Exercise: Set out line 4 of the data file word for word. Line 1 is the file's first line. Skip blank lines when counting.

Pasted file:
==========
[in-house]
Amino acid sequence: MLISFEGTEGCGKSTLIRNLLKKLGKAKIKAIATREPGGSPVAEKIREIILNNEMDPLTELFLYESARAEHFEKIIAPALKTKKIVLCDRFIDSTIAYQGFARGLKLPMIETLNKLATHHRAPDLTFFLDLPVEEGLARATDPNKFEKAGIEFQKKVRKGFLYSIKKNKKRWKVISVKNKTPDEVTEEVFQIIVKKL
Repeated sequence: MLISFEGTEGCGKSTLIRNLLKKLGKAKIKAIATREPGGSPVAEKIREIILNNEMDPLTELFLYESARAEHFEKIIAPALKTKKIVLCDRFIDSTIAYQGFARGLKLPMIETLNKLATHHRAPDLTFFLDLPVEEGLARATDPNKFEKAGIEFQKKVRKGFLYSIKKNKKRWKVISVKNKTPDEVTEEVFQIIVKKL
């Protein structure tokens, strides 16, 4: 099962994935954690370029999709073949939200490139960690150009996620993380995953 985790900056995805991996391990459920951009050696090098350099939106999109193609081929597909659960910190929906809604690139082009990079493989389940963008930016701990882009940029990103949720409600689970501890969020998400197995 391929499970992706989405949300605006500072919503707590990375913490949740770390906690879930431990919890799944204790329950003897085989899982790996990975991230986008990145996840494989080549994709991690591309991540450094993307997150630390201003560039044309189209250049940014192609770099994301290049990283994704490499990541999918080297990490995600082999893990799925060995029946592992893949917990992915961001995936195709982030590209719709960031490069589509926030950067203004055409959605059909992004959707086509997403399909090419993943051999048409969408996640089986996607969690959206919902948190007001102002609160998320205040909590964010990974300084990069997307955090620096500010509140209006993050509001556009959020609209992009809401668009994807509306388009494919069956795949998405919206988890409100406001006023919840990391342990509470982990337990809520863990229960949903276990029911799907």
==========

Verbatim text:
């Protein structure tokens, strides 16, 4: 099962994935954690370029999709073949939200490139960690150009996620993380995953 985790900056995805991996391990459920951009050696090098350099939106999109193609081929597909659960910190929906809604690139082009990079493989389940963008930016701990882009940029990103949720409600689970501890969020998400197995 391929499970992706989405949300605006500072919503707590990375913490949740770390906690879930431990919890799944204790329950003897085989899982790996990975991230986008990145996840494989080549994709991690591309991540450094993307997150630390201003560039044309189209250049940014192609770099994301290049990283994704490499990541999918080297990490995600082999893990799925060995029946592992893949917990992915961001995936195709982030590209719709960031490069589509926030950067203004055409959605059909992004959707086509997403399909090419993943051999048409969408996640089986996607969690959206919902948190007001102002609160998320205040909590964010990974300084990069997307955090620096500010509140209006993050509001556009959020609209992009809401668009994807509306388009494919069956795949998405919206988890409100406001006023919840990391342990509470982990337990809520863990229960949903276990029911799907």